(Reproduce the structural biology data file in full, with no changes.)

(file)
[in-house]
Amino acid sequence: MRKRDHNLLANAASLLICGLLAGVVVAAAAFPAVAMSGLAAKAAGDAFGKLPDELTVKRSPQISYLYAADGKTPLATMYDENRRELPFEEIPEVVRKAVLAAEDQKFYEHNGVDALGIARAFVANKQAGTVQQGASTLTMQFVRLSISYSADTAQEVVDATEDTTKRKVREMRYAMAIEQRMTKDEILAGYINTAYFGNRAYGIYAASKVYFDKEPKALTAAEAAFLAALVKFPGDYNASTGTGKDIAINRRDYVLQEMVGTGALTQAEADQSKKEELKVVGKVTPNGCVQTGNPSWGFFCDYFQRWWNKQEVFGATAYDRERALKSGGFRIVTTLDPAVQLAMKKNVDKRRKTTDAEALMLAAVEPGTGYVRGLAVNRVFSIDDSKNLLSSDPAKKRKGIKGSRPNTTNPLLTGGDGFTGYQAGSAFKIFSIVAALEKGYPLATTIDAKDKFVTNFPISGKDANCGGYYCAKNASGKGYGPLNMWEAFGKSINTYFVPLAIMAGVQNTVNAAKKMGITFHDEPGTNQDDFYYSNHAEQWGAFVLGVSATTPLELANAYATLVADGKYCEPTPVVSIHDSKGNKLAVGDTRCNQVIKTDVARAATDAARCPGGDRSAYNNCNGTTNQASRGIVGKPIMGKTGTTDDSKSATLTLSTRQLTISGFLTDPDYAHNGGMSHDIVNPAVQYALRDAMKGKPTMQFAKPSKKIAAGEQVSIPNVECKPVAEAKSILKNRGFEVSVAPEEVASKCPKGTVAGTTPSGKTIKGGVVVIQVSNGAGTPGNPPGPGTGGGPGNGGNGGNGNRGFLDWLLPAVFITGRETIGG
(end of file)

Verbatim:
[in-house]
Amino acid sequence: MRKRDHNLLANAASLLICGLLAGVVVAAAAFPAVAMSGLAAKAAGDAFGKLPDELTVKRSPQISYLYAADGKTPLATMYDENRRELPFEEIPEVVRKAVLAAEDQKFYEHNGVDALGIARAFVANKQAGTVQQGASTLTMQFVRLSISYSADTAQEVVDATEDTTKRKVREMRYAMAIEQRMTKDEILAGYINTAYFGNRAYGIYAASKVYFDKEPKALTAAEAAFLAALVKFPGDYNASTGTGKDIAINRRDYVLQEMVGTGALTQAEADQSKKEELKVVGKVTPNGCVQTGNPSWGFFCDYFQRWWNKQEVFGATAYDRERALKSGGFRIVTTLDPAVQLAMKKNVDKRRKTTDAEALMLAAVEPGTGYVRGLAVNRVFSIDDSKNLLSSDPAKKRKGIKGSRPNTTNPLLTGGDGFTGYQAGSAFKIFSIVAALEKGYPLATTIDAKDKFVTNFPISGKDANCGGYYCAKNASGKGYGPLNMWEAFGKSINTYFVPLAIMAGVQNTVNAAKKMGITFHDEPGTNQDDFYYSNHAEQWGAFVLGVSATTPLELANAYATLVADGKYCEPTPVVSIHDSKGNKLAVGDTRCNQVIKTDVARAATDAARCPGGDRSAYNNCNGTTNQASRGIVGKPIMGKTGTTDDSKSATLTLSTRQLTISGFLTDPDYAHNGGMSHDIVNPAVQYALRDAMKGKPTMQFAKPSKKIAAGEQVSIPNVECKPVAEAKSILKNRGFEVSVAPEEVASKCPKGTVAGTTPSGKTIKGGVVVIQVSNGAGTPGNPPGPGTGGGPGNGGNGGNGNRGFLDWLLPAVFITGRETIGG